Stem Cell Therapy For Infertility
Women in the late stage of reproductive age, introduce with the changes of hormonal levels include decreased of inhibin B, antimüllerian levels (AMH) and lower antral follicle count in the ovary with a progressive decrease in fertility rates. So far, therapeutic efforts to address this physiological problem, including repeated IVF cycles and the use of different methods to support the ovaries, have not yielded significant results. Several studies have shown that stem cells derived from different sources could have effect on the rescue of ovary functions such as recovering of ovary sex hormones, reducing apoptosis of germ cells and increasing the number of primordial follicles. Clinical trial with mesenchymal stem cells has been done with hUCMSC (human umbilical cord mesenchymal stem cell), hCBMNC (human cord blood-mononuclear cells), BMSC (bone marrow derived mesenchymal stem cells) and menstrual blood mesenchymal stem cells according to registry of the NIH clinical trial database (www.clinicaltrials.gov). Recent clinical results indicate that stem cell transplantation enhances ovarian function as evidenced by resumed menstruation, regulated hormone levels and enhance the ability of become pregnant. Within this context, cellular therapies have emerged from other medical fields as alternatives to recover ovarian function. There are several stem cell types that have been investigated in ovary dysfunctions treatment.
Stem cells (SCs) are an unspecialized population of cells that can be differentiated into other cells regardless of their sources. The two major characteristics of a stem cell are continuous self-renewal and the capacity to differentiate into a particular adult cell type. Stem cells are classifieds into two types based on their biologic possessions includingembryonic stem cells and somatic stem cells. Embryonic stem cells as pluripotent stem cells are obtained from the inner cell mass of the blastocyst that can develop any cell in the adult body, and somatic stem cells as multipotent stem cells are limited to charming a more limited population of cells. They have great potential for therapeutic uses in tissue regeneration and repair. Commonly, SCs procurement has been conducted by various protocols from diverse sources (e.g., bone marrow, peripheral blood, umbilical cord, adult body tissues). Source of SCs in stem cell therapy (SCT) can be patient’s own cells (autologous), another donor (allogenic). Allogeneic donor are primarily relative (familial-allogenic) or completely unrelated donor.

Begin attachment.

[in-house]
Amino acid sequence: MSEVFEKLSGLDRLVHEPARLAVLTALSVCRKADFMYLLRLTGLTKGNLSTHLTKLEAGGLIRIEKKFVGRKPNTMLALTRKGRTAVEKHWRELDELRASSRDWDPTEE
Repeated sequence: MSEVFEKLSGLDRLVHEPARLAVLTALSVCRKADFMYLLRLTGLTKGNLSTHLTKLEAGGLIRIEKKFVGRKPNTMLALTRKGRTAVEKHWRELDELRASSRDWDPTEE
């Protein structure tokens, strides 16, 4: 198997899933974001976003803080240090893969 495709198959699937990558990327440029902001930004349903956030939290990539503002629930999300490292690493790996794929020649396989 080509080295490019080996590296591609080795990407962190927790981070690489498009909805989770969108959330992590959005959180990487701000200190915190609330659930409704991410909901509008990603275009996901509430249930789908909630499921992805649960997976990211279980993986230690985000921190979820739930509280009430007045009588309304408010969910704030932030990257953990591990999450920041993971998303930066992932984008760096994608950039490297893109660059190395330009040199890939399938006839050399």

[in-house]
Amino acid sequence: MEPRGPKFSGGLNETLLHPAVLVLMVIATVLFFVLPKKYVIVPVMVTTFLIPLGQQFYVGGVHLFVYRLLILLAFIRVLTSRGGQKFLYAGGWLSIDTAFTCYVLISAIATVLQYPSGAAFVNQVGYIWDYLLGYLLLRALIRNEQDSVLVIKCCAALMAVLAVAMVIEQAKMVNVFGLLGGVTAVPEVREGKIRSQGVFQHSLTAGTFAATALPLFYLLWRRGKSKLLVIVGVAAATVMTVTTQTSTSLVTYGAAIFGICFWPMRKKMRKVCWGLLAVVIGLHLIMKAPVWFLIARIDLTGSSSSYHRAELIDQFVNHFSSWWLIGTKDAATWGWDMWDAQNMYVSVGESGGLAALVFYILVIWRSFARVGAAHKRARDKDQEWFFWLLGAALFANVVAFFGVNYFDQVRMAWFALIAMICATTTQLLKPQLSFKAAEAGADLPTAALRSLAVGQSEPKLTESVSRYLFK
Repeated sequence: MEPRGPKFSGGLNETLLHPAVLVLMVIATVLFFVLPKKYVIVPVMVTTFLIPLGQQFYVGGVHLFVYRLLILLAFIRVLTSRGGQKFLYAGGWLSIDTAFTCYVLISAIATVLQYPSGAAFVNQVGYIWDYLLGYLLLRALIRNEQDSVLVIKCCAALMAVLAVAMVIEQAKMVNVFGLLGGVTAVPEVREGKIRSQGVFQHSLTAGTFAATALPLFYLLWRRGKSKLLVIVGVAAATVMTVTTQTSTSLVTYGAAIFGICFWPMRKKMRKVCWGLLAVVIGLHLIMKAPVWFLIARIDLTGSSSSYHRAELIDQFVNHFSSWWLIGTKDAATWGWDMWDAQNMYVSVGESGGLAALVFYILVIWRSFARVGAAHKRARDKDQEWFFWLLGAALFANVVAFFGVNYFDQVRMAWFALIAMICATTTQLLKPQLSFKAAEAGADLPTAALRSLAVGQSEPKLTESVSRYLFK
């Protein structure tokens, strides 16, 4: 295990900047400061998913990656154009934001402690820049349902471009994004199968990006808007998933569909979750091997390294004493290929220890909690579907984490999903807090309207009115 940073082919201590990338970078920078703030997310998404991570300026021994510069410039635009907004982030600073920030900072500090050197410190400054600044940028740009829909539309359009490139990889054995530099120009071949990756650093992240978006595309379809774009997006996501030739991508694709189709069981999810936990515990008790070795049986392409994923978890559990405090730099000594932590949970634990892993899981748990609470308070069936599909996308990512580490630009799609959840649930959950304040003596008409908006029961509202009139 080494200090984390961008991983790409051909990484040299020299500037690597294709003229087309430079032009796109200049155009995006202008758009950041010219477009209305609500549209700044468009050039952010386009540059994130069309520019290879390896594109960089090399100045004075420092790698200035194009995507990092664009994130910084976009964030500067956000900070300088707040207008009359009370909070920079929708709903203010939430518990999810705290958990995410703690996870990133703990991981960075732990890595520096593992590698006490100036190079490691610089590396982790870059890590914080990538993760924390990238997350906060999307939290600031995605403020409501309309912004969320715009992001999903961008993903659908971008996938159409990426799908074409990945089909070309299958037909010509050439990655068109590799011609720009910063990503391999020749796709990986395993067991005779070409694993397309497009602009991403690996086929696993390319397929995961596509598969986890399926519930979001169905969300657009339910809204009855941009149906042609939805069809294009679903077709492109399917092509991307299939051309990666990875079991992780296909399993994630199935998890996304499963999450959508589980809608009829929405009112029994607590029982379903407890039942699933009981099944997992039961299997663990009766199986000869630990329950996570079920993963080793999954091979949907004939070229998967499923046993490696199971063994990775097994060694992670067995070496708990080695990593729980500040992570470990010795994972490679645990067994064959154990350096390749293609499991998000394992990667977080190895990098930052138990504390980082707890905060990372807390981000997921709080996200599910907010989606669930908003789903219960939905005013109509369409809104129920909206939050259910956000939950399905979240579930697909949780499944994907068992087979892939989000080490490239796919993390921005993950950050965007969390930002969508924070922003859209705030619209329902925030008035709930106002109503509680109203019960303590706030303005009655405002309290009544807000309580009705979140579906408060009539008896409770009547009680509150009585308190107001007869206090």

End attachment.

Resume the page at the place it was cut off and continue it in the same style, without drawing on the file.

The most frequently used cell type for regenerative medicine is Mesenchymal stem cells (MSCs). MSCs are multipotential stromal cells that have the ability to self-renew and also exhibit multilineage differentiation. MSCs can be isolated from a variety of tissues, such as umbilical cord, endometrial tissue, menses blood, bone marrow, adipose tissue, etc. According to the International Society for Cellular Therapy (ISCT) they have characterized by plastic-adherence morphology, expression of the surface antigens CD73, CD90, and CD105 while lacking expression of CD45, CD34, and HLA-DR and differentiation into mesodermal cell types (i.e., adipocytes, chondrocytes, and osteoblasts) when cultured under specific conditions. MSCs are thought to mediate their regenerative effects primarily through delivering an anti-inflammatory effect, homing to injured tissues and employing other cells, such as endothelial progenitor cells, that are essential for tissue growth, backing up tissue restoration over scar creation, preventing apoptosis, and differentiating into bone, cartilage, tendon, and ligament, etc. tissue. Mesenchymal stem cells have also been shown to have a low immunogenicity due to the comparatively low quantity of MHC molecules set up on their surface. MSCs do not express MHC class II (HLA-DR ) and also they have been found to secrete chemokines that modify the immune response and promote patience of the new tissue. This allows for allogeneic treatments to be achieved without a high rejection risk. Mesenchymal stem cells have abundant benefits for clinical application including they can be harvested from multiple sources, are large-sale produced, differentiate into a different cell types and have pleiotropic effects. All these advantages make MSCs suitable for clinical application in various pathological situations.